Sexism and Softball: Covering All the Bases
At five years old, I launched into little league stardom by hitting a home run without even using the tee. From then on, my coach called me “Slugger,” a name I proudly wore throughout my thirteen years playing softball.
When I began playing softball at age five, I wasn’t trying to make a statement about women in sports; I just loved playing. My little league was co-ed, but majority male. I wasn’t fazed by the gender imbalance on the team, but I do remember feeling alone as the only girl who ever showed up to our non-mandatory games. Although I’m not certain if my memories are real or imagined, I recall being repeatedly overlooked on and off the field. During games I wouldn’t get passed to and in practice I was never doted on in the way that the boy players who displayed talent were. In the eyes of my coaches, T-Ball was a cute hobby I’d soon abandon, and the male players had potentially begun a lengthy commitment to baseball. But thirteen years later, my passion for softball has only grown.
I played on my town’s girls’ softball league for many years, and currently play for my school’s varsity team. Growing up playing sports, especially in an all-girls setting, was truly formative. I never doubted my abilities or my place on the field because of my gender. It was only when I asked my mother what sports she played growing up that I realized there was a point in time when women were not considered “serious” athletes. I had expected her to list off a lengthy list of athletic accomplishments only to hear her admit that few girls played sports at her school, and those who did were often ridiculed. As I began playing sports in more co-ed environments, I realized that this is still true, to some extent, today.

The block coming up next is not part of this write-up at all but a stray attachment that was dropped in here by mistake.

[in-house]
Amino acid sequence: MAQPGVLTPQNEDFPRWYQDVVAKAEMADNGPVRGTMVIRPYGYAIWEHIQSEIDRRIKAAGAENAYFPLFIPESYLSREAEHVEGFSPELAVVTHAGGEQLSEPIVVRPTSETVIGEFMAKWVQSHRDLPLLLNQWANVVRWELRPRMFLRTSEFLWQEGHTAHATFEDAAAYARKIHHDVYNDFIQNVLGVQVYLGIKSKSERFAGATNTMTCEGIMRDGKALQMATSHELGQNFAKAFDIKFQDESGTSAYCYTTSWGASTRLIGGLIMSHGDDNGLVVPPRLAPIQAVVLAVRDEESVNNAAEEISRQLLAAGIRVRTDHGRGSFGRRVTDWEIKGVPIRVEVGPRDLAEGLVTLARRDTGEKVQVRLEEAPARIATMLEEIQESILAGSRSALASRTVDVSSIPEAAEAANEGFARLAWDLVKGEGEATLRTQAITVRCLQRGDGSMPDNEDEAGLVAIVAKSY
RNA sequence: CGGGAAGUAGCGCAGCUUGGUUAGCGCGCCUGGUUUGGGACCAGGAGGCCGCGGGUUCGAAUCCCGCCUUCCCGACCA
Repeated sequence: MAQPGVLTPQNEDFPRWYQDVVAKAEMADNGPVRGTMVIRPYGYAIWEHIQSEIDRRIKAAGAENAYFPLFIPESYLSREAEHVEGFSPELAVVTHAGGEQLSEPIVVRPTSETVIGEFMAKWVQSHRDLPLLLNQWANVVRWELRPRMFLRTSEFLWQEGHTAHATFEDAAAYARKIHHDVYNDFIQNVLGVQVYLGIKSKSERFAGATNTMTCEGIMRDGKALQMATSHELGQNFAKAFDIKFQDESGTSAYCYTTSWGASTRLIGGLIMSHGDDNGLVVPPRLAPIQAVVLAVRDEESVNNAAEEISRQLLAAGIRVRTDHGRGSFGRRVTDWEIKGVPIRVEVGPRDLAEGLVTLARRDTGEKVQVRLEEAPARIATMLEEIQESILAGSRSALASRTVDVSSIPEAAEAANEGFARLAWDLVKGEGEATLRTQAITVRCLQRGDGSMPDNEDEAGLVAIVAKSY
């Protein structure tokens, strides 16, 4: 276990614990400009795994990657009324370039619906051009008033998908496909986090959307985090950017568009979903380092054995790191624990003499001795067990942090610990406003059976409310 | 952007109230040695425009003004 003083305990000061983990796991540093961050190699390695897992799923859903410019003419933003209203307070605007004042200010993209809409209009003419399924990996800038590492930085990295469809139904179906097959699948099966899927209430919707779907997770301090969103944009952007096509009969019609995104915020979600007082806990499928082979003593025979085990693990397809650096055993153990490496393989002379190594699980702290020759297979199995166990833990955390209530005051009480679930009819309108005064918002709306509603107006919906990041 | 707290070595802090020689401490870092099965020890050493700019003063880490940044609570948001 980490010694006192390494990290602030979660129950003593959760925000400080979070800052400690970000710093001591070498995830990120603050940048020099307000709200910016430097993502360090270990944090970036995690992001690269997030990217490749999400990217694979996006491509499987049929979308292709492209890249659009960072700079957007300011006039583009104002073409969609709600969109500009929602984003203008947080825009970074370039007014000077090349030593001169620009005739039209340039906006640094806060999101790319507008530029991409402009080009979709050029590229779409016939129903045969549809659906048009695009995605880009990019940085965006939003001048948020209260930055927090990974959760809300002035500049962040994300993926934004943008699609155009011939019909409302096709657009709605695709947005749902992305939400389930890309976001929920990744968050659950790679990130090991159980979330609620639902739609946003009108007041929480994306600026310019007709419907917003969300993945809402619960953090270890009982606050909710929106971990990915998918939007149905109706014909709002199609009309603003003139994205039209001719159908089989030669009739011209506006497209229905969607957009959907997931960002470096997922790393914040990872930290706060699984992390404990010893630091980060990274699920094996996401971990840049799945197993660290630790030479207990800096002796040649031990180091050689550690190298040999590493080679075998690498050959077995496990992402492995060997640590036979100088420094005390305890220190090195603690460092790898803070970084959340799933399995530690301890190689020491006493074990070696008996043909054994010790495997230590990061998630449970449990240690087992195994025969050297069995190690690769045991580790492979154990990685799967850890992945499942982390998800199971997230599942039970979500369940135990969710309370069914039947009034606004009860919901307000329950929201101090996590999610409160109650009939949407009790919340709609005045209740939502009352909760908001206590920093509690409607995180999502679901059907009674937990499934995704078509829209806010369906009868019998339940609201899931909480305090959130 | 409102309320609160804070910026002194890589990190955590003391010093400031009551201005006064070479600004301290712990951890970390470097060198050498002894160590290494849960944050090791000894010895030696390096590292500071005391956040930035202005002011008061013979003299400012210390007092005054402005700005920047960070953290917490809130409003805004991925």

At my high school, which takes a lot of pride in athletics, there’s a clear difference in how female players versus male players are perceived. Boys’ games often get big turnouts regardless of the sport being played, but aside from basketball, girls’ games typically garner less attention. My softball games seldom attract onlookers who don’t have a direct connection to the players.
We’ve won the league championship every year since 2015. How come a team with such an impressive record gets such little viewership?
Here’s where my feminism and athleticism intersect. Women’s sports just aren’t taken as seriously, whether in my school or in national leagues. American female soccer players make far less than their male counterparts, despite being a much better-performing team. Viewership for the WNBA is remarkably lower than that of NBA. And in my small high school, the girls have a harder time attracting crowds for their games. The fact of the matter is that the boys get more recognition—and for no particular reason. I often feel pressured to play better when we do draw a sizeable crowd, because I feel like if I drop the ball or strike out, I’m striking out on behalf of all women. Whereas it seems to me that boys can just focus on the sport, girls have to prove that they even deserve to play.
Was the last sports game you watched all male? When is the last time you tuned into a women’s game? Do you support and follow women’s teams with the same level of devotion that you have for men’s teams? Why do you think people are less passionate about women’s sports? If we’re committed to ensuring equality, then we should elevate women’s sports. If parity is achieved on a national level, girls at home will feel far more empowered and encouraged to play sports, and get the confidence, strength, and collaboration that come with it. It’s the bottom of the ninth, and it’s our turn to play.
This piece was written as part of JWA’s Rising Voices Fellowship.
How to cite this page
Small, Shira. "Sexism and Softball: Covering All the Bases." 9 February 2018. Jewish Women's Archive. (Viewed on December 6, 2019) <https://qa.jwa.org/blog/risingvoices/sexism-and-softball-covering-all-bases>.